As cold and verboten as government buildings typically feel, it’s easy to forget that they belong to us, The People — paid for with taxpayer money, and don’t you forget it.

Too often these edifices are lifeless, soul-squashing, Orwellian; but it doesn’t have to be that way. 

Here in Eugene, U.S. District Judge Ann Aiken, with a board of art advocates, is trying to shift that perspective by transforming the blank walls of the Wayne L. Morse U.S. Courthouse into a home for art exhibits.

June 30, 2016

The Oregon Country Fair poster is as much of an institution as the Fair itself. Around May each year, the OCF poster committee reveals the winning design and, like a harbinger of summer, it becomes increasingly ubiquitous, pinned to bulletin boards and taped to storefronts around the region.

Artist Ila Rose had submitted work to the committee in the past, to no avail. This year, she nabbed the commission — in a year that, according to the poster committee, had a record-breaking number of submissions.

June 23, 2016

Josh Krute likes wood — I mean, he really, really likes it. We sat in a coffee shop (at a wooden table, of course) and he ran his hands over the tabletop’s grain, sputtering off details about it with a pretty serious expression on his face. 

“In the last six or seven years, I’ve been printing sections of wood,” he explains. “I’ve been transferring their grain patterns onto paper — a process called relief.” 

June 9, 2016

Oil paintings of Martin Luther King Jr., Nelson Mandela, Frida Kahlo and Abraham Lincoln, among others, lined the walls of downtown Eugene’s Townshend’s Teahouse amidst the chatter of conversation and the clinking of ceramic mugs against tabletops. 

These portraits are the work of Simon Graves, a Eugene artist whose current oeuvre is focused on the importance of the constructs of good and evil — and specifically the characters we tend to conceive as being good on an iconic, archetypal level.

April 28, 2016

On a stretch of wall overlooking a gravel lot in the Whiteaker, grimy layers of graffiti and tags have built up, offering non-sequitors like “You glad football is almost over?” and “RIP Crisco.” 

By July, that wall will be a community mural. The Whit neighborhood, long known for its offbeat artistic chops, is about to get a whole lot artsier. Two projects are taking shape: The 2016 CarPark Mural Project and the Whiteaker Art Walk. 

March 10, 2016

We’re all well acquainted with portraits. We’ve all seen da Vinci’s “Mona Lisa,” Johannes Vermeer’s “Girl with a Pearl Earring” and Van Gogh’s self-portrait with bandaged ear. We’ve been subjects in our own portraits, from selfies snapped at wild house parties to those bizarre, neck-cricking high-school IDs. Portraits are displayed in magazine ads, on business cards, in mugshots, passports and newspaper headlines.

January 21, 2016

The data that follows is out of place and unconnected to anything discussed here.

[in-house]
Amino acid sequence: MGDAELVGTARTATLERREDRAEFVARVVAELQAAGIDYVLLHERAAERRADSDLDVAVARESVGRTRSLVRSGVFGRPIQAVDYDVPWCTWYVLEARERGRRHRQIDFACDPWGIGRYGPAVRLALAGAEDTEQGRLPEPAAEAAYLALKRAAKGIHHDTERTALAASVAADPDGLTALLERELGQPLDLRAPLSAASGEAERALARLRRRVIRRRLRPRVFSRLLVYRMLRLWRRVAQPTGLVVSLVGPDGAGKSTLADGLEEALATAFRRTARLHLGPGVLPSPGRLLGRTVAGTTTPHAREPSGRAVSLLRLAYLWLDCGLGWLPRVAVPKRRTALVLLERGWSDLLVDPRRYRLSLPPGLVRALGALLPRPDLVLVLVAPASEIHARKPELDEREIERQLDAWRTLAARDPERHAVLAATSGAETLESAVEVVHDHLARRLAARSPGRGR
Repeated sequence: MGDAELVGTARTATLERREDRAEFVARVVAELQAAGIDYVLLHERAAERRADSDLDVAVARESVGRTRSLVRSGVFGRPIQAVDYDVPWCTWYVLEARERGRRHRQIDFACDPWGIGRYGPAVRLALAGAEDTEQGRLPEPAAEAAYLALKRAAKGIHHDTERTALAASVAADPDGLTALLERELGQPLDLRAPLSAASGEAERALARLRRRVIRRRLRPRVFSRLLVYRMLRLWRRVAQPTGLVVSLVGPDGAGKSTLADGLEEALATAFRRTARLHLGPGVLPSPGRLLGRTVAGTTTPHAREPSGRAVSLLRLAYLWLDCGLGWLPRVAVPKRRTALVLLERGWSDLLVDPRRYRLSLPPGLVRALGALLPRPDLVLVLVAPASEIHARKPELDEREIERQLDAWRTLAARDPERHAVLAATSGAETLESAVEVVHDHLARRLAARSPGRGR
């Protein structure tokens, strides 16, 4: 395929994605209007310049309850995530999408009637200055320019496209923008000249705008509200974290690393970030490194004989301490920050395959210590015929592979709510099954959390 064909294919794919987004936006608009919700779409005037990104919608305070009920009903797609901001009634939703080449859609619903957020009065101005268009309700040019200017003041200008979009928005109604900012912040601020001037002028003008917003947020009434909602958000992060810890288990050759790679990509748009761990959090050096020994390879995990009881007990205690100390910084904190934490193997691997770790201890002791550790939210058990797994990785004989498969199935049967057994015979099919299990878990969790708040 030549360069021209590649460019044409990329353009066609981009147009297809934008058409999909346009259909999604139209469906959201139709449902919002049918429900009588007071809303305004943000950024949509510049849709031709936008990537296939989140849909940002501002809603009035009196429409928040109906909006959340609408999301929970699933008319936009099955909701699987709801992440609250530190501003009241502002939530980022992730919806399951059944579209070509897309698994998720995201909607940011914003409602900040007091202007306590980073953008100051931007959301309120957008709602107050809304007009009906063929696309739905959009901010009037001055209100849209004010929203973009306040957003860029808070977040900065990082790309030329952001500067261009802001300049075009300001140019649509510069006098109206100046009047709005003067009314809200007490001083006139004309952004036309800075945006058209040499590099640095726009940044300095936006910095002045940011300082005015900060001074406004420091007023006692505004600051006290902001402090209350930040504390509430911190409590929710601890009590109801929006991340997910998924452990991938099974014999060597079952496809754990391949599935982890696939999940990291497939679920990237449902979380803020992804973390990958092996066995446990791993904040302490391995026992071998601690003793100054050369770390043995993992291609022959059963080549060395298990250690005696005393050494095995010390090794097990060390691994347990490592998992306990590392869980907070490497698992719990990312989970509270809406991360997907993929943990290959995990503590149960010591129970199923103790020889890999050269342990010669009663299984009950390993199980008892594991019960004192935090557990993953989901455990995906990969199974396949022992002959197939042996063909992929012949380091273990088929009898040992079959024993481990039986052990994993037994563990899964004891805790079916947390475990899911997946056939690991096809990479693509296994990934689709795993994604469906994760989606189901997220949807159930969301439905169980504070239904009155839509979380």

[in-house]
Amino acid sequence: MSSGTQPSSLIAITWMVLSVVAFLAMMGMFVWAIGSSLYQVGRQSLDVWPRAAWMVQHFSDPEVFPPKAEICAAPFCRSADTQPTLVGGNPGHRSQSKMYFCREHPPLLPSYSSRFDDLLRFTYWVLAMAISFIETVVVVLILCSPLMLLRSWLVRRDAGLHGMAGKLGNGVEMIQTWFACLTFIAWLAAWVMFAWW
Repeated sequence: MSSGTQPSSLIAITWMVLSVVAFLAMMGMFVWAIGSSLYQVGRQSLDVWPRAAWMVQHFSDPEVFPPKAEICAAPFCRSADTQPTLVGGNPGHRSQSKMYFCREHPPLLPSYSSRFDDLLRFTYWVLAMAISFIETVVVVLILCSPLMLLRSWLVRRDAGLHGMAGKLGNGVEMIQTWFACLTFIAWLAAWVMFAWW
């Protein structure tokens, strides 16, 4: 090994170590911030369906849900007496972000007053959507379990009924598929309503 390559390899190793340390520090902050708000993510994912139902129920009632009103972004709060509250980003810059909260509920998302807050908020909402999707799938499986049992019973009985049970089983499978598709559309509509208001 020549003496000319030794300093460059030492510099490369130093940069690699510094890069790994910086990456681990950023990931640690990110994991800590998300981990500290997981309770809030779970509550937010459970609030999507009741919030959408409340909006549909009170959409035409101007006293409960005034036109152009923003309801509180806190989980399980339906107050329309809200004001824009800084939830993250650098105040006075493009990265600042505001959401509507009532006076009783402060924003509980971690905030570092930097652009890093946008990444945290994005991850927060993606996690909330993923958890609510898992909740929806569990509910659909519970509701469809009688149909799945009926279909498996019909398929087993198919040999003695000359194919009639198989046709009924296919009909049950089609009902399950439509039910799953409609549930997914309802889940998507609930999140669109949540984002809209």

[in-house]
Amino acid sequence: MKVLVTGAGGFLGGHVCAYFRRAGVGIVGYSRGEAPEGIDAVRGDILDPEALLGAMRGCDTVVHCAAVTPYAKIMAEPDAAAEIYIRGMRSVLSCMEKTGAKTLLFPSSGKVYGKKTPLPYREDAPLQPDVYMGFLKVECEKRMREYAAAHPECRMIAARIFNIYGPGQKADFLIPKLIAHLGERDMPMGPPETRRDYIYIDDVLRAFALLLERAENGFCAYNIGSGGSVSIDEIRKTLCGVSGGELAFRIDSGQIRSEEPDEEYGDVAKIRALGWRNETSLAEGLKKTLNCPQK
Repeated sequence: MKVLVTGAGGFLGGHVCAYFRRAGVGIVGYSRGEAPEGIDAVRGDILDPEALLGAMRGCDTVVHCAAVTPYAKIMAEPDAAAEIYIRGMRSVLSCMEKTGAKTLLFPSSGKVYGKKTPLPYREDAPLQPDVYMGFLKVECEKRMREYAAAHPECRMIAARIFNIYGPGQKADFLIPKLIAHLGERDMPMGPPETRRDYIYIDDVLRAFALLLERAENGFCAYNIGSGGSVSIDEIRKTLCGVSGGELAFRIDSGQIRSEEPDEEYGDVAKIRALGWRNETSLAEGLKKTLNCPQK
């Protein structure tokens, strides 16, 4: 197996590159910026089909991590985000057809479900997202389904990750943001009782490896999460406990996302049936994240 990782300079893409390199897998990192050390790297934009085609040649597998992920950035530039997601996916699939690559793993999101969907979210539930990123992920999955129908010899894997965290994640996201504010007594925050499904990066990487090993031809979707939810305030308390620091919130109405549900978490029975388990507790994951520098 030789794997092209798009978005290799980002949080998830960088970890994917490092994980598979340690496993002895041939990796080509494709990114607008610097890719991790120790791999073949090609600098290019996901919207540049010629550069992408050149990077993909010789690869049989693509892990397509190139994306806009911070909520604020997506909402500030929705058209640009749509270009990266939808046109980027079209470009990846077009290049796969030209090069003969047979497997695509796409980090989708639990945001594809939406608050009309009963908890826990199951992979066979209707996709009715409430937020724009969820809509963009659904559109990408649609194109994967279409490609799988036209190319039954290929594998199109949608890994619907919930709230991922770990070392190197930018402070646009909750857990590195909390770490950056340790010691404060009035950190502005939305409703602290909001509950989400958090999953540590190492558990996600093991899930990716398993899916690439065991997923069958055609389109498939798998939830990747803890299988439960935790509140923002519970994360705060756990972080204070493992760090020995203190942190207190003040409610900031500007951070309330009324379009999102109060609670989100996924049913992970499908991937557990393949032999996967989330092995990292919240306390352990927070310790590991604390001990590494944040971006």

Muhammad Ali, 1984, by Brian Lanker

January 21, 2016

Eugene-based comics artist Mike Allred smiles wide. “I’m a professional child,” he says.

Allred’s understated style turned heads when his Madman hit stores in 1992, paving the way for him to work with many of the best writers in the business as he drew the shiny, spandexed heroes he grew up loving.

A couple years back, when Marvel Comics green-lit a new, light-hearted series based on the classic brooding hero Silver Surfer, editor Tom Brevoort knew instantly this project had Allred’s name written all over it.

December 31, 2015

Artist Jerry Ross recently spent a lot of time with Donald Trump’s face. As a Bernie Sanders supporter, this was no easy feat.

“I got a lot of praise for that Trump painting because it captured his arrogance,” Ross says. “Also, his jaw, it’s very much like the jaw of Mussolini,” he adds with a laugh, referencing the fascist Italian dictator Benito Mussolini.

November 11, 2015

I can’t say I felt much when I read that the Jacobs Gallery was closing; having never visited, I only knew of it as “that gallery under the Hult.” I could envision the work they presented. You know, the kind of art that could easily hang in a “respectable gallery.” 

November 5, 2015

Henk Pander’s Portland studio is how I imagine an Old Masters’ pad — be it Vermeer, Rembrandt or Hals — in 17th-century Europe. Strewn about are remnants of still lifes, palettes with fat slabs of oil pigment and enormous canvases, all dwarfed by 20-foot ceilings. With the afternoon sun filtering in through skylights, it’s nothing short of glorious. 

October 29, 2015

Former prisoner Jimi Yamaichi’s guard tower replica on view at Wayne L. Morse Courthouse.


September 10, 2015

Local found-object sculptor Jud Turner has been working nonstop for decades, but he hasn’t had an open studio showing his work for 15 years. While his work is collected internationally, many in Eugene have never seen his art face to face. This weekend, Sept. 11-13, he will be showing more than 100 works, many of which have never been shown in Eugene and some that were completed this past week.

Why have you waited 15 years?